This is the first in what will be a number of library development projects and underscores major programmatic news from Chicago Public Library last week – including the expansion of early learning centers in libraries and the expansion of digital literacy training to nearly every library in Chicago.

PBC and CPL Announce Two Emerging Architects to Lead the Early Educational Learning Expansion Project in Branch Libraries

The Public Building Commission (PBC) and Chicago Public Library (CPL) announced two Architect of Record (AOR) appointments of emerging minority architectural firms to provide design services for the Early Learning Educational Investment project. Chicago-based Onyx Architects and Studio ARQ will each serve as AOR for branch libraries throughout the City as part of the investment effort.

The scope of the project will include interior renovations within the children’s library of up to 17 regional and branch libraries that incorporates science, technology, engineering, and math (STEM) with the five practices of early learning — Talk, Sing, Read, Write and Play. The renovations are made possible because of a $2.5 million investment from Exelon Corporation, through the Chicago Public Library Foundation: the largest single gift ever made to the early learning initiatives at CPL. The expansion supports joint goals of the Library, the City of Chicago, and Mayor Emanuel to provide access to quality early educational programming year round.

“This opportunity allows us to embed STEM design directly into our library spaces while using community-based architects with a diverse and impressive portfolio of experience,” said CPL Commissioner Brian Bannon.

One of the PBC’s 2016 Initiatives is to directly affect capacity building within professional services. To that end, the PBC and CPL identified this Early Learning Expansion project as the prime opportunity to introduce small architectural firms to a new client and market sector – the Chicago Public Library.

“For Onyx, this opportunity represents the chance to establish a relationship with the Public Building Commission as a prime consultant after several successful efforts as a sub-consultant” said Victor Simpkins, Principal of Onyx Architects. Simpkins continued, “This project allows our firm to directly impact the early learning environment of our city’s children. We look forward to executing exceptional design concepts for the PBC and CPL.”

“The PBC is committed to increasing contracting opportunities for small, Minority and Women Business Enterprises” said Felicia S. Davis, Executive Director of the PBC. “These AOR appointments will allow emerging design leaders to showcase their ability to proficiently design a project while exposing firms to a new market sector – libraries. This sort of direct capacity-building reaffirms the PBC’s commitment to economic diversity and sustainability in the delivery of its projects.”

Cesar Santoy, Principal of Studio ARQ, recognizes this opportunity as “a significant milestone for our evolving firm that will help build our professional capacity and expand our library practice expertise. As advocates of diversity and inclusion, we applaud the PBC’s Executive Director, Felicia Davis, for leading the charge of identifying meaningful and impactful design opportunities for small, minority-owned architectural firms.”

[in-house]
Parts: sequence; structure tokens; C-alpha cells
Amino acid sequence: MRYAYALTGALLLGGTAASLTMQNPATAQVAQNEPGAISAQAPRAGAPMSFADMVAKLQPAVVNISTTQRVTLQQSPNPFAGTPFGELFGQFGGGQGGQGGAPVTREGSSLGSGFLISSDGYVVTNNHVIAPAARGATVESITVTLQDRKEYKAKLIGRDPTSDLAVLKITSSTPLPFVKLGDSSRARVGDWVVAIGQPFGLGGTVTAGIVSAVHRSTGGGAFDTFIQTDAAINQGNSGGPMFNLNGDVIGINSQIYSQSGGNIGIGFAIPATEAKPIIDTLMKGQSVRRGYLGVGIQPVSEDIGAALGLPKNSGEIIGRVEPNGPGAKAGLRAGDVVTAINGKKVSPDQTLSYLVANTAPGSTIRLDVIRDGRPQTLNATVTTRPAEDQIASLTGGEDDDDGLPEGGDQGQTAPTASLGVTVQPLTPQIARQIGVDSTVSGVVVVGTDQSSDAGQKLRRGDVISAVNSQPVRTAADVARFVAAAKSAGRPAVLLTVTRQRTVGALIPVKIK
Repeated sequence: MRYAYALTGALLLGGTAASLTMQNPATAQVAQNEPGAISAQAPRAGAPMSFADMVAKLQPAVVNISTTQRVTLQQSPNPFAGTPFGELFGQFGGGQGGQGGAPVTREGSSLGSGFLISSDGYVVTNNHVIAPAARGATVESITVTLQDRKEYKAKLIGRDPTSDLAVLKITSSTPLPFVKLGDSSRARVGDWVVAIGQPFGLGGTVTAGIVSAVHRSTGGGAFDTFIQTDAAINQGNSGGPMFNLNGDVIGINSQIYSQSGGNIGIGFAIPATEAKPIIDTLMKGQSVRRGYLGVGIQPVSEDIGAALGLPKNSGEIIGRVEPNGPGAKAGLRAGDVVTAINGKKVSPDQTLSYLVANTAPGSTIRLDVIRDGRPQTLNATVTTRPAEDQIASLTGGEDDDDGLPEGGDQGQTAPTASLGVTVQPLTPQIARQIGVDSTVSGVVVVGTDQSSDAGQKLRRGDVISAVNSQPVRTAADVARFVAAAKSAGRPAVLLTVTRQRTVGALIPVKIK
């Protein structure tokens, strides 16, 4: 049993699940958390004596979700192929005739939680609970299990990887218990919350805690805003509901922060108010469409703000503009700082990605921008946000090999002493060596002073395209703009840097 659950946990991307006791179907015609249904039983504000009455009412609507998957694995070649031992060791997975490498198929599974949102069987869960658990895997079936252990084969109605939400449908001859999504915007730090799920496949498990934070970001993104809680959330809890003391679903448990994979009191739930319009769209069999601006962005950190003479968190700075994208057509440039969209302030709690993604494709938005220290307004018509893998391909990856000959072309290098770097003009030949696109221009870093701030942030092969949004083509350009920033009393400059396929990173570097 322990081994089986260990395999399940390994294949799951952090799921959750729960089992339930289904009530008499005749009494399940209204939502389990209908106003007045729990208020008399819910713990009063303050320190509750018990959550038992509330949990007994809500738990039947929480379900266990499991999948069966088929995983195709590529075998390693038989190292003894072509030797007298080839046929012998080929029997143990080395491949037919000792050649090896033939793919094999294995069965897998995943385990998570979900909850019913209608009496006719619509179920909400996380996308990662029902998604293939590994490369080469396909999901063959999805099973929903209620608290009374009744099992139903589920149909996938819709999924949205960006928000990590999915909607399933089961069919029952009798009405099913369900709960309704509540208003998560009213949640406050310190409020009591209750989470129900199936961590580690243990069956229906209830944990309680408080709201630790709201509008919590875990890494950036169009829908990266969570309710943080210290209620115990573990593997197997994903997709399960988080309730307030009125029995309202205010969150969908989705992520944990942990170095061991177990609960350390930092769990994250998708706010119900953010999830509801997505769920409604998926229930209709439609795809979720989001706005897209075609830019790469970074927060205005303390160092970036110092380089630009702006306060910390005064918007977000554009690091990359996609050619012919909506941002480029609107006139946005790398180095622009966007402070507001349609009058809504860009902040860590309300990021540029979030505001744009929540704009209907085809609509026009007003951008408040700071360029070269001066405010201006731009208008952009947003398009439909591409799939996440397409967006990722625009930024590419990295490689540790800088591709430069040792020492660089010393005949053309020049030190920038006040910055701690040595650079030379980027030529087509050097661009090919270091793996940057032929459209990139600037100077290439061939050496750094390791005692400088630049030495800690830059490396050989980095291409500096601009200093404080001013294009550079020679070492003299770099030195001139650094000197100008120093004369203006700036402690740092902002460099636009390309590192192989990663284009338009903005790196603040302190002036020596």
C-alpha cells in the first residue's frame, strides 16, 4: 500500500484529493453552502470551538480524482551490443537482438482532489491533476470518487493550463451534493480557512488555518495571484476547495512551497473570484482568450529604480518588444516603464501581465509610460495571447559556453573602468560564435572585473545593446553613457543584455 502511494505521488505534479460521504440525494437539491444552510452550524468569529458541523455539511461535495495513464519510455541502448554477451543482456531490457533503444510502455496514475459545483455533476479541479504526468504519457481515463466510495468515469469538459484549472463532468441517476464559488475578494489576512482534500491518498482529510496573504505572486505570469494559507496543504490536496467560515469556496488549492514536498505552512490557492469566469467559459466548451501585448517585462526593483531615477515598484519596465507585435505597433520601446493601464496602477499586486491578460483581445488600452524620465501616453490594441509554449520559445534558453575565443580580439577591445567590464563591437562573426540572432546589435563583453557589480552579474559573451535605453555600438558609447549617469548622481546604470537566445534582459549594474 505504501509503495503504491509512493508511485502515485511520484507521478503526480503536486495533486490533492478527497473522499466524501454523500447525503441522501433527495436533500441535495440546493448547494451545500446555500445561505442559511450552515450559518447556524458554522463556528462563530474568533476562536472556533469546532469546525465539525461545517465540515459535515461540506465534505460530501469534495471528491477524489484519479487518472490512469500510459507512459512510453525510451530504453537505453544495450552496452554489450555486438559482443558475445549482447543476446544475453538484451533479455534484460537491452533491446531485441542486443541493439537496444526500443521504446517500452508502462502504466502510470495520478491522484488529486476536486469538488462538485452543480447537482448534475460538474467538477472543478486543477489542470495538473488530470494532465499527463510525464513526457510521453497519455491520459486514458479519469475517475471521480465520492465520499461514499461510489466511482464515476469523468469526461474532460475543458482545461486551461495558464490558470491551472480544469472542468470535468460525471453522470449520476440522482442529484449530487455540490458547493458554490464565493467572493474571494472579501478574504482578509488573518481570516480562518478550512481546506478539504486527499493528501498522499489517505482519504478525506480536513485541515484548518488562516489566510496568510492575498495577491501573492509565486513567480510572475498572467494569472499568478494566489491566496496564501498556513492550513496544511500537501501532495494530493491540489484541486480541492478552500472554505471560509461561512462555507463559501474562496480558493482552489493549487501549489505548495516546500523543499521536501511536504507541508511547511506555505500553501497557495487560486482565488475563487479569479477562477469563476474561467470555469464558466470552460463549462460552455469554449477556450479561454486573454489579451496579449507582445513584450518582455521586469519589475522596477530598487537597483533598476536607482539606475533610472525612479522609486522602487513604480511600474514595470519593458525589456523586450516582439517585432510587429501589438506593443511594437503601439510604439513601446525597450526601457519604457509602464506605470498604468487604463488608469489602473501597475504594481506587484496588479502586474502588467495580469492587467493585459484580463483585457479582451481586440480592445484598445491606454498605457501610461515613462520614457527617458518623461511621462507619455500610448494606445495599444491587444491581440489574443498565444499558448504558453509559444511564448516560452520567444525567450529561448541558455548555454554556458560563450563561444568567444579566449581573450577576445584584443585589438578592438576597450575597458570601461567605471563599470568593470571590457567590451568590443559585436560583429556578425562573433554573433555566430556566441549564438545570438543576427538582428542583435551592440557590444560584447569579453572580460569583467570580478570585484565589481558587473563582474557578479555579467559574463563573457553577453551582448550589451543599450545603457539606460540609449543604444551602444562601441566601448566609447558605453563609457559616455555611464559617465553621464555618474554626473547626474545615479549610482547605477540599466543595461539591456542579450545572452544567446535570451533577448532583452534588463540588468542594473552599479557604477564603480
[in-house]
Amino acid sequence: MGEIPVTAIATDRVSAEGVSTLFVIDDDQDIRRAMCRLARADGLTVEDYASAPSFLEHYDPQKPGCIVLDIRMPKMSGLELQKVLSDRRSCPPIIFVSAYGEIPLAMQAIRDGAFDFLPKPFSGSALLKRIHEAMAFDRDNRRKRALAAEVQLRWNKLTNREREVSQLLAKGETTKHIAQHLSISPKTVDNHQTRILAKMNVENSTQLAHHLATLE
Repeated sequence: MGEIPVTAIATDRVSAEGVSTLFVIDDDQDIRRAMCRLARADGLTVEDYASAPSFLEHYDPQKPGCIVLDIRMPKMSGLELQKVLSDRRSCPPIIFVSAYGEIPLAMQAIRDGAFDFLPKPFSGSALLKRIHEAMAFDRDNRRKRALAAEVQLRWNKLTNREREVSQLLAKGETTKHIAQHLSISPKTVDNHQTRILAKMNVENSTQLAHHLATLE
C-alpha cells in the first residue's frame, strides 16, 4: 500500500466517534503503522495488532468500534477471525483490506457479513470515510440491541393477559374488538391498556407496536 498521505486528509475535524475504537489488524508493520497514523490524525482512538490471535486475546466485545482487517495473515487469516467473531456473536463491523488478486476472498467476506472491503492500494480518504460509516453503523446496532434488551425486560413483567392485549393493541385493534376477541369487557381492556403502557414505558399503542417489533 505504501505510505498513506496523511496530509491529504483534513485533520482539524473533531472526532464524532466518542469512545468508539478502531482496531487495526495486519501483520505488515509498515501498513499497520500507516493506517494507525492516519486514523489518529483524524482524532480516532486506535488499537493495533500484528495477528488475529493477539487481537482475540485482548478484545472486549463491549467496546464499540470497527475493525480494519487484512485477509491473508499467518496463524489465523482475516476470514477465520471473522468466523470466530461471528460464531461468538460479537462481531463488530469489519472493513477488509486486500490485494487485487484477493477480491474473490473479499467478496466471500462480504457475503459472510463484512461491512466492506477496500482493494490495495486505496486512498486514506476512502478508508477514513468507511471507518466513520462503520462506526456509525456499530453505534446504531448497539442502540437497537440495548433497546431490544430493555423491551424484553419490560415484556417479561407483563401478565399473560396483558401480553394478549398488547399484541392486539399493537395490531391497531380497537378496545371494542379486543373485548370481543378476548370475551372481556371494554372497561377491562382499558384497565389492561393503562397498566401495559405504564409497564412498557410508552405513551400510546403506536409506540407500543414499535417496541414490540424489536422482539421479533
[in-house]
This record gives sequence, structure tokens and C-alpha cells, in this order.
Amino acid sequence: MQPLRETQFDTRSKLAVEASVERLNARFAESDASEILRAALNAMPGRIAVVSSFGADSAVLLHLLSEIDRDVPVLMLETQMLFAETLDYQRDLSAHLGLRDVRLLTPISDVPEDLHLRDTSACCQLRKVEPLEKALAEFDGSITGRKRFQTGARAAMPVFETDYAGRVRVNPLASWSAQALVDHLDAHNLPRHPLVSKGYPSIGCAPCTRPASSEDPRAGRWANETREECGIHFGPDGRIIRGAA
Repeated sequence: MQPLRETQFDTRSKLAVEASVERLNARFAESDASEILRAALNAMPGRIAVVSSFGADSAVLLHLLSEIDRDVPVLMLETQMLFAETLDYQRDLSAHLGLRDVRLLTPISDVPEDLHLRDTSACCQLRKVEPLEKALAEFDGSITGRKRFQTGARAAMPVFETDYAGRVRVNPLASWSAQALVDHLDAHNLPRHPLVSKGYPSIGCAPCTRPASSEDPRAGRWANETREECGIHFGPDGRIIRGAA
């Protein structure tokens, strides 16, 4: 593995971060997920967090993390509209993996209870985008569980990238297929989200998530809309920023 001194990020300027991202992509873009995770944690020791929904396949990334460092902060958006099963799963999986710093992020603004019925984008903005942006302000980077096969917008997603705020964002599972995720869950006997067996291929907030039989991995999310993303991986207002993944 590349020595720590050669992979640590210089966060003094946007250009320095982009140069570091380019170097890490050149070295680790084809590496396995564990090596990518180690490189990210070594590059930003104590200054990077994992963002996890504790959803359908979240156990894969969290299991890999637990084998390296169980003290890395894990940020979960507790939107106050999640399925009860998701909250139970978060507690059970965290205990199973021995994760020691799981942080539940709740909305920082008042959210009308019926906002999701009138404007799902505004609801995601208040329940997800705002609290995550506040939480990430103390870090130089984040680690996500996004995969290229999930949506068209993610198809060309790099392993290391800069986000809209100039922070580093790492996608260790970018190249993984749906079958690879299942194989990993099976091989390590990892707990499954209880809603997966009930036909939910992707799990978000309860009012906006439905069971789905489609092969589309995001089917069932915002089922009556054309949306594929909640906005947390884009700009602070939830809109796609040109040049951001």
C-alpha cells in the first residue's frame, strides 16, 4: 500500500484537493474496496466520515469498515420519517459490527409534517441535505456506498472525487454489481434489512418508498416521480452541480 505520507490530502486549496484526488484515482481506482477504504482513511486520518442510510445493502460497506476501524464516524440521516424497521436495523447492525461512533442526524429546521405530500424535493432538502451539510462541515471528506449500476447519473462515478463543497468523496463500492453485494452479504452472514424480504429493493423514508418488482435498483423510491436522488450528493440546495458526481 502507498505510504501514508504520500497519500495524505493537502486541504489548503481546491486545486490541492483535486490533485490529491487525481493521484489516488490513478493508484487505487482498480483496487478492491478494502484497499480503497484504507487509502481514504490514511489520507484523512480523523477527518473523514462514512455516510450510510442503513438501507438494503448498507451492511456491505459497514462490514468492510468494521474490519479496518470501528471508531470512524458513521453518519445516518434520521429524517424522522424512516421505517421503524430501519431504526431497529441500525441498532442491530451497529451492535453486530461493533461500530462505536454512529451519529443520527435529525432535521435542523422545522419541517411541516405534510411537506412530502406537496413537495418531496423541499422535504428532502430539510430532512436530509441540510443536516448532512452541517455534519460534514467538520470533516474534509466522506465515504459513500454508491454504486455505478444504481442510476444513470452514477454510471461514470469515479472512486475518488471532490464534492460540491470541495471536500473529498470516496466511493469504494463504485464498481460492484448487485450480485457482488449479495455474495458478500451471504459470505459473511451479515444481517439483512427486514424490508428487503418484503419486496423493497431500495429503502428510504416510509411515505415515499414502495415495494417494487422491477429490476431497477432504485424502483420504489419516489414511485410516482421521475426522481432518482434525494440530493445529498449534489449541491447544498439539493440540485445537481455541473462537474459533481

The firms are scheduled to begin designing the early learning centers in spring 2016 with construction concluding by year’s end.

PBC Earns Award from Government Finance Officers Association

Recognition is the Sixth Consecutive for PBC

The Public Building Commission (PBC) announced today that for the sixth consecutive year, the PBC has been awarded the prestigious Certificate of Achievement for Excellence in Financial Reporting by the Government Finance Officers Association (GFOA) in recognition of outstanding accounting and financial reporting and management.

The award came after the PBC submitted its annual Comprehensive Annual Financial Report or CAFR for the fiscal year ending December 31, 2014.

“This is the highest form of recognition that a government agency can receive for its accounting and financial reporting and management I am proud that the PBC has once again been acknowledged for its excellent work in this area,” said Felicia S. Davis, Executive Director of the Public Building Commission. “As the GFOA noted in conveying the certificate to us, this represents a ‘significant accomplishment’ and I am pleased that our staff once again has been able to meet the high standards set by the GFOA. As a public developer, we are entrusted with public resources and we understand the importance of this responsibility. This recognition from the GFOA demonstrates that we remain committed to the highest level of accountability and transparency in managing and reporting how we spend taxpayer-supported dollars.”

The GFOA announced the award in late December, and the official certificate of achievement was presented to the PBC Board of Commissioners at its regular monthly meeting on January 12. The GFOA noted that the PBC’s submittal of its comprehensive annual financial report (CAFR) demonstrates that it is working in the “spirit of full disclosure.”